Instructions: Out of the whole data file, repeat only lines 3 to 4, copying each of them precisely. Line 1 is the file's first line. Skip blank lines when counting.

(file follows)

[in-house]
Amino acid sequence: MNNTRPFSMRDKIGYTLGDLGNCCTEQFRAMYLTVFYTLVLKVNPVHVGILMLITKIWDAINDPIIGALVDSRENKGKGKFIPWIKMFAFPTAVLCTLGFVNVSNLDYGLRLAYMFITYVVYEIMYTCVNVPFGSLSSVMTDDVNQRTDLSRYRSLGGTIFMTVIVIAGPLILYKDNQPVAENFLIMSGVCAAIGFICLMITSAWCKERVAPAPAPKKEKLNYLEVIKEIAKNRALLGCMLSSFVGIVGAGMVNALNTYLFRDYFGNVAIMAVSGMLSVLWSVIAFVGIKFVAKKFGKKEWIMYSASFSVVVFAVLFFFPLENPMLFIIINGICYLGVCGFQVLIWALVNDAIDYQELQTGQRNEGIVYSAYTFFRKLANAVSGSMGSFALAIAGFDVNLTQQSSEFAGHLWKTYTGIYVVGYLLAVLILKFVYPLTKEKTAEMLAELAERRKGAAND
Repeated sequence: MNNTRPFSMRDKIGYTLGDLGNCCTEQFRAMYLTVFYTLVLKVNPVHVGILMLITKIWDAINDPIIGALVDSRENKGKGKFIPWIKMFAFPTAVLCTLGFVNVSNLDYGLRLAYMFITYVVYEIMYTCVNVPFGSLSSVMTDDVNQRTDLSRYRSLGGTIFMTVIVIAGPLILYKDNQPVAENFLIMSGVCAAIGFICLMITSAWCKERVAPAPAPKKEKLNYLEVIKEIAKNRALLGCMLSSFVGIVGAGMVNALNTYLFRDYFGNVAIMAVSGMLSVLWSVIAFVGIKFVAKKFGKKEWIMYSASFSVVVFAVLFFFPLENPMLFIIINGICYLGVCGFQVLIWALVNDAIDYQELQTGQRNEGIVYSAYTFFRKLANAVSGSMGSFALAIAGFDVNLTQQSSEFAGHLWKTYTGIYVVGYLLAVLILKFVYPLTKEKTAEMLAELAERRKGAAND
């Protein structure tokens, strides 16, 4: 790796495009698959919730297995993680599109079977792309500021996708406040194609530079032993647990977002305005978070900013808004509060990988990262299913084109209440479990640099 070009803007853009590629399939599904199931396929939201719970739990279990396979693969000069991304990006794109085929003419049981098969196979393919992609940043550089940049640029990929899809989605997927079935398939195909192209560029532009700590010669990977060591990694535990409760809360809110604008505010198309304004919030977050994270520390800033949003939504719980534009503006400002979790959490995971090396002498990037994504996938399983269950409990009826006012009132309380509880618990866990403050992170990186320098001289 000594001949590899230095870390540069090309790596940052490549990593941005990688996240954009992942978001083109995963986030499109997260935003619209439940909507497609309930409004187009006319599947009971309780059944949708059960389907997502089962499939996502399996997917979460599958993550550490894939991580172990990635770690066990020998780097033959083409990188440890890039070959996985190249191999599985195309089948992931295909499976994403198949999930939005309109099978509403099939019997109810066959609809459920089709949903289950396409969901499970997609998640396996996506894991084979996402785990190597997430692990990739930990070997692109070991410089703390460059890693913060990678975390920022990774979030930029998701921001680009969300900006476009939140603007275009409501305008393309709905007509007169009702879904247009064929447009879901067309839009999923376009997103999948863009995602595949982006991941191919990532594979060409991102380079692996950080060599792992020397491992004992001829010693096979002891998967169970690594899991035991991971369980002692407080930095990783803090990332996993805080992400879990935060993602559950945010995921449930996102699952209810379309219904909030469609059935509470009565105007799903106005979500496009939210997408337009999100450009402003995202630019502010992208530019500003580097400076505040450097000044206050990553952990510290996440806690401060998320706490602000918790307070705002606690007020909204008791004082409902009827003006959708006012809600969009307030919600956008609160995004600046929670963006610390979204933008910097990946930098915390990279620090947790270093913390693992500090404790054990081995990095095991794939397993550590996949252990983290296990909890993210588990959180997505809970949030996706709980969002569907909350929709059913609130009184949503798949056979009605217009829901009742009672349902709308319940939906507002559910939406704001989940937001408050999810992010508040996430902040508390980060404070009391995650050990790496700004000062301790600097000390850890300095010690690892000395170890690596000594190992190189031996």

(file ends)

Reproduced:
Repeated sequence: MNNTRPFSMRDKIGYTLGDLGNCCTEQFRAMYLTVFYTLVLKVNPVHVGILMLITKIWDAINDPIIGALVDSRENKGKGKFIPWIKMFAFPTAVLCTLGFVNVSNLDYGLRLAYMFITYVVYEIMYTCVNVPFGSLSSVMTDDVNQRTDLSRYRSLGGTIFMTVIVIAGPLILYKDNQPVAENFLIMSGVCAAIGFICLMITSAWCKERVAPAPAPKKEKLNYLEVIKEIAKNRALLGCMLSSFVGIVGAGMVNALNTYLFRDYFGNVAIMAVSGMLSVLWSVIAFVGIKFVAKKFGKKEWIMYSASFSVVVFAVLFFFPLENPMLFIIINGICYLGVCGFQVLIWALVNDAIDYQELQTGQRNEGIVYSAYTFFRKLANAVSGSMGSFALAIAGFDVNLTQQSSEFAGHLWKTYTGIYVVGYLLAVLILKFVYPLTKEKTAEMLAELAERRKGAAND
């Protein structure tokens, strides 16, 4: 790796495009698959919730297995993680599109079977792309500021996708406040194609530079032993647990977002305005978070900013808004509060990988990262299913084109209440479990640099 070009803007853009590629399939599904199931396929939201719970739990279990396979693969000069991304990006794109085929003419049981098969196979393919992609940043550089940049640029990929899809989605997927079935398939195909192209560029532009700590010669990977060591990694535990409760809360809110604008505010198309304004919030977050994270520390800033949003939504719980534009503006400002979790959490995971090396002498990037994504996938399983269950409990009826006012009132309380509880618990866990403050992170990186320098001289 000594001949590899230095870390540069090309790596940052490549990593941005990688996240954009992942978001083109995963986030499109997260935003619209439940909507497609309930409004187009006319599947009971309780059944949708059960389907997502089962499939996502399996997917979460599958993550550490894939991580172990990635770690066990020998780097033959083409990188440890890039070959996985190249191999599985195309089948992931295909499976994403198949999930939005309109099978509403099939019997109810066959609809459920089709949903289950396409969901499970997609998640396996996506894991084979996402785990190597997430692990990739930990070997692109070991410089703390460059890693913060990678975390920022990774979030930029998701921001680009969300900006476009939140603007275009409501305008393309709905007509007169009702879904247009064929447009879901067309839009999923376009997103999948863009995602595949982006991941191919990532594979060409991102380079692996950080060599792992020397491992004992001829010693096979002891998967169970690594899991035991991971369980002692407080930095990783803090990332996993805080992400879990935060993602559950945010995921449930996102699952209810379309219904909030469609059935509470009565105007799903106005979500496009939210997408337009999100450009402003995202630019502010992208530019500003580097400076505040450097000044206050990553952990510290996440806690401060998320706490602000918790307070705002606690007020909204008791004082409902009827003006959708006012809600969009307030919600956008609160995004600046929670963006610390979204933008910097990946930098915390990279620090947790270093913390693992500090404790054990081995990095095991794939397993550590996949252990983290296990909890993210588990959180997505809970949030996706709980969002569907909350929709059913609130009184949503798949056979009605217009829901009742009672349902709308319940939906507002559910939406704001989940937001408050999810992010508040996430902040508390980060404070009391995650050990790496700004000062301790600097000390850890300095010690690892000395170890690596000594190992190189031996």